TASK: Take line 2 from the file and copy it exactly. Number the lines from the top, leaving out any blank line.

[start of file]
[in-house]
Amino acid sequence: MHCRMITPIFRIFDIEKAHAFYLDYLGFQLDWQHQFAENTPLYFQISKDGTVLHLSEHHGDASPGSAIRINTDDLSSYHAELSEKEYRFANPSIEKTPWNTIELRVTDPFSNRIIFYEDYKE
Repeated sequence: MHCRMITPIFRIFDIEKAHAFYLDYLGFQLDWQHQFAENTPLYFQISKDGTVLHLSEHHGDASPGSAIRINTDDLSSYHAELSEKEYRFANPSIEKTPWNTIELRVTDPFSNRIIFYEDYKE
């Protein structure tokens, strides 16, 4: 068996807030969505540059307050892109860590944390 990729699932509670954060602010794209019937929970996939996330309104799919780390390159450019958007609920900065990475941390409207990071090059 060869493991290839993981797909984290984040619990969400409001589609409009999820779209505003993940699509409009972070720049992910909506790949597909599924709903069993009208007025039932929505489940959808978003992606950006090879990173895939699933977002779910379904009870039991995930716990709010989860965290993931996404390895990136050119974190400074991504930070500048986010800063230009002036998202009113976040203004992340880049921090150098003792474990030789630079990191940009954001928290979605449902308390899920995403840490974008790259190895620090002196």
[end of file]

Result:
Amino acid sequence: MHCRMITPIFRIFDIEKAHAFYLDYLGFQLDWQHQFAENTPLYFQISKDGTVLHLSEHHGDASPGSAIRINTDDLSSYHAELSEKEYRFANPSIEKTPWNTIELRVTDPFSNRIIFYEDYKE